3d Screens


Bob Pank# TV-Bay Magazine
Read ezine online
Often exhibitions such as IBC and NAB can be summed up as progressive – slightly better products but nothing really new. Sometimes there is a breakthrough such as Ampex’s introduction of the VTR in 1956. The early years of digital production and post tools were rich in totally new things. At the time I worked at Quantel and seeing inventions like Paintbox and a DVE video page turn for the first time was truly exciting; I knew these would be game-changers. What they did was instantly understandable and easy to apply. So, you may ask, why should it be that we are many years into the 3D revolution of the modern era and everyone knows what we really need to make 3DTV come alive, but we don’t have. Of course I’m talking about the perfect, or just really good, autostereoscopic TV screen. We can send robots to Mars, find the Higgs Boson, build 830m high, and actually find cures for some cancers and yet the ideal glasses-free 3DTV screen is not here yet. True, some, if not all, of the afore mentioned brilliant achievements are far more important than adding a third dimension to our home TV viewing, but still, you would have thought it would be here by now.
The reason is, it’s not easy – especially as it has to be affordable for the mass consumer market. However it was most encouraging at the last NAB and IBC to see a number of manufacturers, including Sony, Dolby (with Philips) and others showing glasses-free screens that seemed to work OK. It seemed as if the manufacturers had, at last, realised that the glasses-free screen really is the missing link for home viewing to be acceptable. Sony was mainly showing monitors whereas Dolby 3D, as it’s called, is a whole system including signal coding and, no doubt, processing. I look forward to seeing more progress in 2013.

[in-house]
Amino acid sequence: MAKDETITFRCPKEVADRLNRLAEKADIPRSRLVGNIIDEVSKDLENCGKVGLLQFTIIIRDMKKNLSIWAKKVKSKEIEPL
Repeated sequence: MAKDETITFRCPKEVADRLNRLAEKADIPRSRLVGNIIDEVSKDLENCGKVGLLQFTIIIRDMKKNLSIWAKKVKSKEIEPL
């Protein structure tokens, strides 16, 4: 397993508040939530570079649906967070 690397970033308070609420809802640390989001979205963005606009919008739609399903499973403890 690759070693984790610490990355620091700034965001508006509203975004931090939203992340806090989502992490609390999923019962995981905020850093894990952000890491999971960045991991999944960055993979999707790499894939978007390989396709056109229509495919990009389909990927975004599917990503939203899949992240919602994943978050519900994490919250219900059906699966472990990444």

Of course there are glasses-free TV screens already in the market. In the UK you can pop down to Currys and purchase a 55-inch 3840x2160 400Hz resolution Toshiba offering glasses-free viewing. Early reports mentioned it could track up to nine heads for 3D viewing – more on that later. Getting just £1 change from £7,000 for my (virtual) purchase means that this set is not for the mass market. Prices must plummet for appeal to a much wider public – that is already sceptical about 3D. Today we are simply not used to paying so much for a TV but back in the late 1960s when PAL colour TV arrived in the UK, a colour TV set cost around £300 – a price then considered so high as to limit sales. Thanks to the intervening decades of inflation, that price is now equivalent to about £4,200. But TV set prices have been amazingly stable and today you still have a wide choice of excellent sets at £300. So glasses-free TV now costs too much.
Fortunately there is an industry White Knight striving to improve the technology. As a technology junky my most exciting half hour at the IBC exhibition was spent with Fraunhofer – the guys who invented MP3 and runs development projects on behalf on the industry. There, Siegfried Foessel, Head of the Moving Picture Technologies Department, introduced me to one of their projects that was aimed at glasses-free 3DTV viewing. A technology that appears to be common to all such screens is the use of a lenticular filter placed over the front of the screen – a sophisticated version those often-seen 3D or multi-view cards on sale at tourist shops. This TV technology provides 3D viewing only if you are sitting in the right place, so that you can see both left and right images via the filter. Then you are in ‘the zone’.